Staring at the Sun
Certain images, like this one taken of Earth from the Apollo 17 spacecraft in 1972 – depicting a fragile blue marble in a vast ocean of darkness – utterly alter (or should) our understanding of distance, place, proportion – of the human endeavor itself.
Less heralded, certainly more abstract, but no less powerful in its import for our understanding of scale, is the “deep field” photograph taken in 2003 by the Hubble Space Telescope (below). The photograph, a capture of the oldest visible light in the universe, shows a menagerie of 10,000 or so galaxies in various stages of development. The light gathered from a minute slice of sky in the constellation Fornax – the Furnace – is 13 billion years old, generated in the first 800 million years after the Big Bang. (The universe itself is estimated to be 13.75 billion years old.) According to the Hubble researchers who peered through the keyhole of time ,”[the image] covers a speck of the sky only about the width of a dime located 75 feet away.”
To use the hackneyed but highly useful analogy of compressing the age of the universe to the length of a single day – setting the time of the initial paroxysm at precisely midnight – the Hubble image gives a glimpse back to about 1:24am. This is the pre-dawn firmament, the early dance of matter, the first pirouettes of a vastly beautiful and incomprehensibly vast universe.
There are other images that use a different kind of perspective to offer perspective. By juxtaposing the minute and the massive, the known and the partly known, the distant and proximal, these pictures illustrate the small gestures of man played out against the grand backdrop of the cosmos. Take, for example, the images below captured by photographer Thierry Legault, which show the Space Shuttle Atlantis in transit against the Sun with the Hubble Space Telescope in tow.
What to make of these? Perhaps, as some have said, they make visible our dogged quest to understand the precarious place we inhabit in the vast gulf of space-time. Perhaps they are clear renderings of our technological audacity – a small fuselage and wing flicked up in front of an indifferent yellow eye. Perhaps they are an allusion to Icarus (though hardcore science folk will surely dispute such an analogy, saying that the shuttle only appears close to the sun, that it is a trick of optics – a “forced” perspective).
Whatever symbolic dressing we care to drizzle upon them, these images are literally about human virtuosity. Legault, the photographer, had an eighth of a second to capture these photographs. Indeed, he used an excellent telescope and camera, along with some fancy software to carry them off. But to me, a layman-in-awe, the challenge seems no less daunting than capturing a dust particle in my living room as it meanders across the face of a streetlamp burning across the street.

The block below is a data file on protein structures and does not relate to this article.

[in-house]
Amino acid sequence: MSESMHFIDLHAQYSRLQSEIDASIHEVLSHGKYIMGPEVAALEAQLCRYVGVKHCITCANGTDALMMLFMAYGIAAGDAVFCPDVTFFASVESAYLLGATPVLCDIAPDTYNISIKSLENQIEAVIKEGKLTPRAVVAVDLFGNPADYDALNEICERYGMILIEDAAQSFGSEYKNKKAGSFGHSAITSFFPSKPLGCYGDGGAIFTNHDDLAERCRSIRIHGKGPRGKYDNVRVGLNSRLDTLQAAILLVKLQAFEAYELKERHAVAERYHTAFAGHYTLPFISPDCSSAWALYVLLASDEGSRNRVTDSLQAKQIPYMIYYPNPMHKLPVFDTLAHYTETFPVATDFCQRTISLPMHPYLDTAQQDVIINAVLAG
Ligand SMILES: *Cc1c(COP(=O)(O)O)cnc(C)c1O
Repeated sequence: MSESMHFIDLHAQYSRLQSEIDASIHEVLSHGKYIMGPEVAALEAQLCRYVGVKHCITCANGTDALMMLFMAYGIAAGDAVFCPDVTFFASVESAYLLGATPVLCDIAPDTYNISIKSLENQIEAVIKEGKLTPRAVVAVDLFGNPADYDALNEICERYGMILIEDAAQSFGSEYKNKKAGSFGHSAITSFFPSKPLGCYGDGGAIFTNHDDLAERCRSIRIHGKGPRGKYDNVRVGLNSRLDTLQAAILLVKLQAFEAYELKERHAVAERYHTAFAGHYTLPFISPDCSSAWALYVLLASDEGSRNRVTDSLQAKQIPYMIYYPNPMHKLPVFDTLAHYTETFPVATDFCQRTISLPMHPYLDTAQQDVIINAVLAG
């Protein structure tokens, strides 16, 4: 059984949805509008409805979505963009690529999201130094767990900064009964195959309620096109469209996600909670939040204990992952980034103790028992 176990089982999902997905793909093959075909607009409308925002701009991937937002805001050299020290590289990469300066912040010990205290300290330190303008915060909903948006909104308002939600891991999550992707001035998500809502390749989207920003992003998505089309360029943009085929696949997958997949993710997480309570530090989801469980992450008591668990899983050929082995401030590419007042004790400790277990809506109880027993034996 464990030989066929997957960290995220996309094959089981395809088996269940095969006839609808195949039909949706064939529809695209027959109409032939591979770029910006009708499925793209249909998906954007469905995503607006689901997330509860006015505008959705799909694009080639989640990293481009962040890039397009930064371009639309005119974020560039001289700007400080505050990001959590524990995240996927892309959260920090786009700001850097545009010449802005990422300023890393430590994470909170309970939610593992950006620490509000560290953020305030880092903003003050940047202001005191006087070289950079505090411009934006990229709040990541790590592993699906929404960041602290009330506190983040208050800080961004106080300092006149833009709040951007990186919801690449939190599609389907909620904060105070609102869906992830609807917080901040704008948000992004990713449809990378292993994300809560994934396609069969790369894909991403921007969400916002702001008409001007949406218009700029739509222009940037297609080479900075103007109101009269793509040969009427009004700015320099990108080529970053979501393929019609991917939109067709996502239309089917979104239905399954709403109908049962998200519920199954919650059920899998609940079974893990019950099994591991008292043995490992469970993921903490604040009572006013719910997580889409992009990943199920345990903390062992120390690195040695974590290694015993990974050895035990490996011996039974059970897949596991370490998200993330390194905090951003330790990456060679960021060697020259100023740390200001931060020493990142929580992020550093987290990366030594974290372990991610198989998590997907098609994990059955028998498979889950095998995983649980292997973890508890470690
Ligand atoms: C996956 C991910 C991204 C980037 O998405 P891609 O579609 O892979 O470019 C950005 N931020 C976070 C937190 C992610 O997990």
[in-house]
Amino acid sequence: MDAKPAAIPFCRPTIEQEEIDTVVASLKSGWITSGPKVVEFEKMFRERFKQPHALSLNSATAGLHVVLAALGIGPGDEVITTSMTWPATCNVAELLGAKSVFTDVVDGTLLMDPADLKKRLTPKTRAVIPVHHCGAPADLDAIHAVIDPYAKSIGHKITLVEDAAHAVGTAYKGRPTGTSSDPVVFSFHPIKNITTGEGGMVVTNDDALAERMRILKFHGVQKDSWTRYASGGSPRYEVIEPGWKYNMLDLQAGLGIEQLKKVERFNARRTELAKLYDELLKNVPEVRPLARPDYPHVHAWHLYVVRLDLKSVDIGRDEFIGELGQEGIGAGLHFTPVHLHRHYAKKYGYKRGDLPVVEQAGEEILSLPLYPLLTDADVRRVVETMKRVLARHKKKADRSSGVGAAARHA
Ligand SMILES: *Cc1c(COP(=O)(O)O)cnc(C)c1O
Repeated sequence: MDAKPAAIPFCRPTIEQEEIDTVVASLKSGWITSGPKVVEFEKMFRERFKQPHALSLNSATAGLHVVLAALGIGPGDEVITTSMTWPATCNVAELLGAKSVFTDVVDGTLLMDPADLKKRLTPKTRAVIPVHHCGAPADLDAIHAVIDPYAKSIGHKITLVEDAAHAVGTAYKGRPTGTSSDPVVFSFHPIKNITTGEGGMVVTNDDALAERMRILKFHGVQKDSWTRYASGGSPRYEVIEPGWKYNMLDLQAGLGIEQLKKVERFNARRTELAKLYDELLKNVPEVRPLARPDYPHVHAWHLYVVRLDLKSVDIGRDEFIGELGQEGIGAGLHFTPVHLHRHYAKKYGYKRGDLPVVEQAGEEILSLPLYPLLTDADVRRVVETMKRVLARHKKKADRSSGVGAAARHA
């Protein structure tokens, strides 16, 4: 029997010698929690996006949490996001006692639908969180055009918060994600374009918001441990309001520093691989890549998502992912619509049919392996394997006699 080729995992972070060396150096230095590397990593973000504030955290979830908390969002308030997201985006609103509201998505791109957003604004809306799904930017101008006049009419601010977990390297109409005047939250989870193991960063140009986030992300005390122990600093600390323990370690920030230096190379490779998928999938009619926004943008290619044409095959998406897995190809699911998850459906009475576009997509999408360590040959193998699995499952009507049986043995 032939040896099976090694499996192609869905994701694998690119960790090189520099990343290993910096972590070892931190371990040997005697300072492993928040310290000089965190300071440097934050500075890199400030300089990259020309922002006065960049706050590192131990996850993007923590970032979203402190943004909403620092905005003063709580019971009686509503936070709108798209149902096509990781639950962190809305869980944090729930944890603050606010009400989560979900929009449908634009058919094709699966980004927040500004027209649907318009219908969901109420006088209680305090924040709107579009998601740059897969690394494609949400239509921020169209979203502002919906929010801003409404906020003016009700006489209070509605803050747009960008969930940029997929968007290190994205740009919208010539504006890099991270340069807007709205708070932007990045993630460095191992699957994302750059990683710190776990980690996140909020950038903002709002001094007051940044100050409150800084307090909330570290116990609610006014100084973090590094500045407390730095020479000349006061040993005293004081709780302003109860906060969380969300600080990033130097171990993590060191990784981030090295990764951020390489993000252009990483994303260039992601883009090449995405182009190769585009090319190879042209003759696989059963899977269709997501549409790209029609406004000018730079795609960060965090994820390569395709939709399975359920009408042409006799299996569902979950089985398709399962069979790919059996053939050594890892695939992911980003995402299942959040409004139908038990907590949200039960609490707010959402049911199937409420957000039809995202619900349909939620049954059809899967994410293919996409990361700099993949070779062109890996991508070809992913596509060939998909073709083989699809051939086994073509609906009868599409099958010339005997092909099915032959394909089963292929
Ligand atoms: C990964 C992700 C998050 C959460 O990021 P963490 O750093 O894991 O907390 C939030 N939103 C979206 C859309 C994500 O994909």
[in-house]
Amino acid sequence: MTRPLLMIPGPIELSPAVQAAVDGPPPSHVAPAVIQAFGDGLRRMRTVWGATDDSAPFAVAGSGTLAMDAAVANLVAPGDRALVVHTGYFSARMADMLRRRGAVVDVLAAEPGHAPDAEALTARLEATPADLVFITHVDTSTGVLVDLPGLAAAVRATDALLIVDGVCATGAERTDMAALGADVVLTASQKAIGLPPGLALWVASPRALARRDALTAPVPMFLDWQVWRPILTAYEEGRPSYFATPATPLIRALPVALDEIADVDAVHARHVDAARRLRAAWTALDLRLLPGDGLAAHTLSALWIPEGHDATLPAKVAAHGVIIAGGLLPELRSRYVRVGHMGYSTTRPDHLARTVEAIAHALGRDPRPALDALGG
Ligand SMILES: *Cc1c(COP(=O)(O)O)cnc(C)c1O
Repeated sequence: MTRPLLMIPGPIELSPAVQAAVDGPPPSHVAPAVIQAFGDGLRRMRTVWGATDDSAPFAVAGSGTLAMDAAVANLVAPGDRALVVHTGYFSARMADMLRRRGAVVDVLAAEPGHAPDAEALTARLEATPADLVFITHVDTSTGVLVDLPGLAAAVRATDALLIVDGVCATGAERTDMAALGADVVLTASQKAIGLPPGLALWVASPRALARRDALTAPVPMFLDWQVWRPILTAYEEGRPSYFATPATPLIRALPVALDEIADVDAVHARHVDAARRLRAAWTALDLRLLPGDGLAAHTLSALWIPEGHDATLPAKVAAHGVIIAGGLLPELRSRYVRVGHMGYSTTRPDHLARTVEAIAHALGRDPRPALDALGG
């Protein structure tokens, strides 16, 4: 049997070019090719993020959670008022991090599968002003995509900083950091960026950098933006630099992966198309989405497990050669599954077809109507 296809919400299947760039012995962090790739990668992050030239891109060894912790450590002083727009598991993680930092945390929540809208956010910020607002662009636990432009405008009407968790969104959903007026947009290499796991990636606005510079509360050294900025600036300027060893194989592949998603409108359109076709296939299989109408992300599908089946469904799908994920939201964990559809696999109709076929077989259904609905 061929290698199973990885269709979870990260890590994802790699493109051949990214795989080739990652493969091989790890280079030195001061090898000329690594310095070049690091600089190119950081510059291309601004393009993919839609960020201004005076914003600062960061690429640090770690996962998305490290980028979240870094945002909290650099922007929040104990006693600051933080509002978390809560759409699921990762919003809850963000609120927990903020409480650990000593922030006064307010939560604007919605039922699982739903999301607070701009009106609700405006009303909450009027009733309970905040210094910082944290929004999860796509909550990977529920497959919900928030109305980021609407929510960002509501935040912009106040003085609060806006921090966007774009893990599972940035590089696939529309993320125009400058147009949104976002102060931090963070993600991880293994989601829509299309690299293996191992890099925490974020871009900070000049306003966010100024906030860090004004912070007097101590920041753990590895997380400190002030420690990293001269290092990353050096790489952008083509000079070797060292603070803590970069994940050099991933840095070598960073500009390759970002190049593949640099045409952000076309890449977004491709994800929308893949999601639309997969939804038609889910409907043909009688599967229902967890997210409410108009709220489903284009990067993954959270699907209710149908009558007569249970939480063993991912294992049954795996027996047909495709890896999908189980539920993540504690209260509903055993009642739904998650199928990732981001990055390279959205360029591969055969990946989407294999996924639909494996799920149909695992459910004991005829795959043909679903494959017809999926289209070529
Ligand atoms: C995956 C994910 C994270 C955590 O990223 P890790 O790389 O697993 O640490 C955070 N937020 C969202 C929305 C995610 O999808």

But Legault’s images are more than a technical triumph. They are images stripped to essence – light and shadow. They are a pure expression of space and time.
They are art.
The perspective offered in these pictures reminds me of nothing more than the view you get on a clear day driving from Denver International Airport toward downtown. The Rockies tyrannize the western horizon. One must strain to pinpoint the edifices of the Denver skyline – barely discernible at 600 and 700 feet tall. From this distance they are little more than brief metallic flickers on a dry plain running to the ramparts of the Front Range. As you fix your gaze on the mountains (which inevitably you will because, let’s face it, the dusty, relentless sprawl of Denver intruding into the foreground is a stark and confounding sight and is certainly not something to be reckoned with while driving), the 8,000 and 9,000 foot peaks, the “foothills” of the Front Range, rise in true relief against the Mount Evans massif and the Inidan Peaks, which jag upward to 13,000 and 14,000 feet.
Reliable perspective requires distance – spatial or temporal. From closer up, say, downtown Boulder, the tippy-tops of the high peaks are barely seen, obscured by the smaller summits before them. (In the same way that, from a certain vantage, the moon might be obscured by the nose cone of the Space Shuttle as it stands erect on the launch pad at Cape Canaveral.)
But from farther back, true scales become evident. The Flatirons are small swoops of blue, green and rust – a little more than half the height of the snow-topped ranges beyond.
The view of Denver, however, is different. Though perceptible in its totality (which is to say in its sprawl), it is microbic in its action, unknowable in its particulars. It is a centerless agglomeration of synthetic galaxies; a lurching system, half-living, half-dead; a cluttered whirl of a hundred thousand disjointed parts; a cosmos of speed, desire and consumption; a wing of the universe as remote as the one rendered in Hubble’s “deep field” images.